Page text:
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Classical Liberal Reading Group

“One of the best books I have ever read and anyone can read.” – Erik Gustaf Geijer (1838)

The Reading Group has been active since 2015 and is an appreciated part of Timbro’s educational program. This December–January we embark on what is perhaps the most important classical liberal work of the 19th century, Alexis de Tocqueville’s Democracy in America (1835/1840). The reading group will read 264 pages during the holiday months, and continue reading the book in 2021 with a March session and then a May/June session.

A 7-month Tocqueville reading plan!

A report from the great republic – inspiration for Swedish liberals

Alexis de Tocqueville (1805-59) came to America in 1831. What struck him most was the country’s equality of conditions, its democracy. Upon his return to France he wrote Democracy in America, which is the most often quoted book about the United States.

Tocqueville’s book was widely read in liberal Swedish circles. Erik Gustaf Geijer read the book in 1835 and wrote in his own Journal One of the best books I have ever read, and anyone can read. It surely played a role in Geijer’s avowal of a liberal outlook in the years to come. One of Geijer’s closest friends and also an important liberal forerunner in Sweden, Fredrika Bremer, also read the book in 1835. The book was an inspiration to Bremer’s later extensive travel in the US in 1849-51. The book Bremer published based on the experiences from her journey in the US, The Homes in the New World (1853) (here) clearly was inspired by Tocqueville.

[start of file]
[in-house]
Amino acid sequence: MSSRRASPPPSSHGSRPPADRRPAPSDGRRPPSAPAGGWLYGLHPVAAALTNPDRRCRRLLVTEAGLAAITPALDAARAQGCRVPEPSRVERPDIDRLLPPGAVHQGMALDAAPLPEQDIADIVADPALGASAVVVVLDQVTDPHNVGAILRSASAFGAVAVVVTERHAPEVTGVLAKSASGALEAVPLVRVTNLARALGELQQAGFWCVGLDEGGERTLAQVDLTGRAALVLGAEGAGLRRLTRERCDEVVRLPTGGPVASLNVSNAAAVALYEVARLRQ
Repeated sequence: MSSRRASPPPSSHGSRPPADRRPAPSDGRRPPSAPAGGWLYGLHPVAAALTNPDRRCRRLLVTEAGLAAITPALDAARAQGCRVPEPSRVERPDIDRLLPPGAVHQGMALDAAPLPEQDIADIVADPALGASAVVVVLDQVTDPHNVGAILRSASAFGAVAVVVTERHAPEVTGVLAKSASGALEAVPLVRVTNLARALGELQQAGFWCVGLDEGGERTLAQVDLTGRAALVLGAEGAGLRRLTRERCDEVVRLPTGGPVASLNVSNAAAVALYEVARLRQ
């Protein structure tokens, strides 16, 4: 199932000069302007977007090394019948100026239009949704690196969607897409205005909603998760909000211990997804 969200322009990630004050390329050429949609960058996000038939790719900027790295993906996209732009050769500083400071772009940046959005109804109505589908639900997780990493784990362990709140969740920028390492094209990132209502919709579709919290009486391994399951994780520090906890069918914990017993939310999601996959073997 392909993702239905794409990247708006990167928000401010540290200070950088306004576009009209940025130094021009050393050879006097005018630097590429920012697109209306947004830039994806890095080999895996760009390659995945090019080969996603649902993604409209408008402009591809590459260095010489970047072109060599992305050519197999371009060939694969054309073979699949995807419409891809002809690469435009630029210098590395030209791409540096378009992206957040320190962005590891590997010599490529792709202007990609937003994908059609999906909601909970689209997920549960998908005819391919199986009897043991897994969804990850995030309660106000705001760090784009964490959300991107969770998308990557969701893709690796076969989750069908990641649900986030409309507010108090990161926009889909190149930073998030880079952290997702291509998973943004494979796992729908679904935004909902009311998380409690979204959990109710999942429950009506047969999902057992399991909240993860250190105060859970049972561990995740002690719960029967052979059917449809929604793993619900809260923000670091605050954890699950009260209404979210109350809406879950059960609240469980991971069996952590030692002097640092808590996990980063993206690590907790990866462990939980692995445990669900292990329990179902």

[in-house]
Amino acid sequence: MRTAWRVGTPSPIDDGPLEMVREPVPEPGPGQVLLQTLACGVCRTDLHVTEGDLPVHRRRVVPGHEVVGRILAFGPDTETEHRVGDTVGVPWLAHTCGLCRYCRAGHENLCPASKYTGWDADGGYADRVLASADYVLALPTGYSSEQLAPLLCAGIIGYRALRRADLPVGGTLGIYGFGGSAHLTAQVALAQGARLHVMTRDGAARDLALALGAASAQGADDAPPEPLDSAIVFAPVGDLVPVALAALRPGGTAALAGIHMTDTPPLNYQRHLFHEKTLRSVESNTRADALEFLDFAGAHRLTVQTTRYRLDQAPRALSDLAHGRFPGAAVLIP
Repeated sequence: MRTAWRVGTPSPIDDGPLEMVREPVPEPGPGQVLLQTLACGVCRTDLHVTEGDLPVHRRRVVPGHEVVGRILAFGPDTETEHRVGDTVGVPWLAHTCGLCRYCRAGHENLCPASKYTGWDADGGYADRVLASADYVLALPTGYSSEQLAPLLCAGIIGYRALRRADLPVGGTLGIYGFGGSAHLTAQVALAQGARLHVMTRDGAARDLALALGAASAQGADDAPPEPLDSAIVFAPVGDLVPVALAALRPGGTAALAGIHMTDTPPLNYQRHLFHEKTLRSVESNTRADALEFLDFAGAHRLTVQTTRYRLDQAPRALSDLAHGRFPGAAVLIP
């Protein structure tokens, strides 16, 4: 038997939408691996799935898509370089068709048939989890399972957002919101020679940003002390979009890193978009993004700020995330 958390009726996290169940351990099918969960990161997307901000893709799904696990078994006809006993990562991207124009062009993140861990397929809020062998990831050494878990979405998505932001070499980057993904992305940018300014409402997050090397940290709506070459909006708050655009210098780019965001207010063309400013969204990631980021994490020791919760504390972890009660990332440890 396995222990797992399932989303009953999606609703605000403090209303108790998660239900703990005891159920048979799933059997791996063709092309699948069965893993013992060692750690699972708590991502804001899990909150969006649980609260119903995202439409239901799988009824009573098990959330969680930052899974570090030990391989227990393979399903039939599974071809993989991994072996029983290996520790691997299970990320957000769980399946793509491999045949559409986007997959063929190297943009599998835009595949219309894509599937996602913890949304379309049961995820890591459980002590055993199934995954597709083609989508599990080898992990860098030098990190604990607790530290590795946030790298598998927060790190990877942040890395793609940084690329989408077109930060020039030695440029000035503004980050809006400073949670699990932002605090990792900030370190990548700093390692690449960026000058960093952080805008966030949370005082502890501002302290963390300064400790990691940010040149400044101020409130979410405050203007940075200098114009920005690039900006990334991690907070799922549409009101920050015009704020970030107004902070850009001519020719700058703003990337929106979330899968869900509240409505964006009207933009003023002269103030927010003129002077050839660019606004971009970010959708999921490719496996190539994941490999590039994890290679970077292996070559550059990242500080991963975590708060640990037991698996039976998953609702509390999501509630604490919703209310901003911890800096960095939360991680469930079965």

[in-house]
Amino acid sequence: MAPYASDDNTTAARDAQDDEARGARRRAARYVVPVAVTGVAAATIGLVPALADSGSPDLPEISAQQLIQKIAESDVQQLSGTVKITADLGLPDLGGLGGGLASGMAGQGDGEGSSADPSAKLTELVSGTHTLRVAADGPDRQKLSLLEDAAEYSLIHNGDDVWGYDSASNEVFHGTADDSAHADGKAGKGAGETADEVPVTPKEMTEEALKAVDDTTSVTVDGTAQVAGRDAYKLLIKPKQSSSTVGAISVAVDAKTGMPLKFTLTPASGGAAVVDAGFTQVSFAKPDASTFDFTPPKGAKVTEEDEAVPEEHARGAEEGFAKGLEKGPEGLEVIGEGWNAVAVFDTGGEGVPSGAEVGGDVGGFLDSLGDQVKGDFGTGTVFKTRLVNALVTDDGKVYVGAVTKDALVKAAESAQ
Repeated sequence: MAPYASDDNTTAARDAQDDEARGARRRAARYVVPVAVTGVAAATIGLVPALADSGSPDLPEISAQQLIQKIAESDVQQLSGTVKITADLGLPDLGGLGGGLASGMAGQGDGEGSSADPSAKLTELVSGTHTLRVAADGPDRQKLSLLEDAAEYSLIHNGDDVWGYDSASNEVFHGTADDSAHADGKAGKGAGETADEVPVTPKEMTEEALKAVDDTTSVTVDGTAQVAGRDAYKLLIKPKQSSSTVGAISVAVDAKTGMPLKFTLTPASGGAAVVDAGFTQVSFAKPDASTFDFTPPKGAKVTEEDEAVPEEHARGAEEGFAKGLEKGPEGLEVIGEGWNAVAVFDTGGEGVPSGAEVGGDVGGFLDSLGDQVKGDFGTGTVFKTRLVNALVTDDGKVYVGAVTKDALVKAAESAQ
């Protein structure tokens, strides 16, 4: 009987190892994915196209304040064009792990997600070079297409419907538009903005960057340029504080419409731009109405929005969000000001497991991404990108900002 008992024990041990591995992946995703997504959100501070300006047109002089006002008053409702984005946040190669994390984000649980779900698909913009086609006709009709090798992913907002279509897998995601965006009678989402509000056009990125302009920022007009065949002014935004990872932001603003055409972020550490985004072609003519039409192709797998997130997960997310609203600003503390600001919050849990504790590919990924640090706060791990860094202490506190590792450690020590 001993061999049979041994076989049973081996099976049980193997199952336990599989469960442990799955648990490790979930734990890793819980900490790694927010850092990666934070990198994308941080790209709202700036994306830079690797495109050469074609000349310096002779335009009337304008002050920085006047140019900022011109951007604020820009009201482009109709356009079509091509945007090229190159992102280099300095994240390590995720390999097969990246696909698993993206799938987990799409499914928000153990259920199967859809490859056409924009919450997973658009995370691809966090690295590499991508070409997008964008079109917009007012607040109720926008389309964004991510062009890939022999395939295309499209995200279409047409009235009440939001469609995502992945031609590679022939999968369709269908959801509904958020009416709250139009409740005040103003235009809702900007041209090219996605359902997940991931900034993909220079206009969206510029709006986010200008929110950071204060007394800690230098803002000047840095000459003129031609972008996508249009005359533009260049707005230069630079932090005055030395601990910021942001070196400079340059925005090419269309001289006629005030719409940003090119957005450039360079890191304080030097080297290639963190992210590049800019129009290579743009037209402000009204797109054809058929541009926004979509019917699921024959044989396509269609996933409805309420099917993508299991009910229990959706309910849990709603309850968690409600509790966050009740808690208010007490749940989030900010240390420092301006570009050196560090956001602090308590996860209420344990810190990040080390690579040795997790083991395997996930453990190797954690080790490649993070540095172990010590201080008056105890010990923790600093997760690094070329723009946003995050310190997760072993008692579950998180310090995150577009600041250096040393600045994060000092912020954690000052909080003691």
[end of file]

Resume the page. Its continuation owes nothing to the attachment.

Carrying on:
We are reading this (right) edition of Democracy in America (Paperback – April 1, 2002), translated by Harvey C. Mansfield  and Delba Winthrop.

When it was published in 2000, says the Amazon webpage, Harvey Mansfield and Delba Winthrop’s new translation of Democracy in America was lauded in all quarters as the finest and most definitive edition of Tocqueville’s classic. Mansfield and Winthrop have restored the nuances of Tocqueville’s language, with the expressed goal “to convey Tocqueville’s thought as he held it rather than to restate it in comparable terms of today.” The result is a translation with minimal interpretation, but with impeccable annotations of unfamiliar references and an introduction placing the work and its author in the broader contexts of political philosophy and statesmanship.

Organization of sessions

The first set of Reading Group sessions are given (online) 17.30 – 19.00 (CET):

  1. December 15, pp 1-93
  2. December 22, pp 93-186
  3. January 12 2021, pp187-264

The following sessions to be given in March and May/June 2021, dates to be announced. In each session, the format will be:

  • Dan Klein summarizes a chapter
  • Comments and questions for a few minutes
  • Klein proceeds to summarize the next chapter, etc.


The reading group is open to all. Contact Björn Hasselgren if you have any questions about the Reading Group, bjorn.hasselgren@timbro.se, +46-70-7623316.

If you are interested in participating and want to obtain the books from Timbro, write an email to Björn and describe your background and tell him why you would like to take part of the exercise. Apply by December 4 2020.

Professor Daniel Klein, who will lead the Reading Group, is also available by email dklein@gmu.edu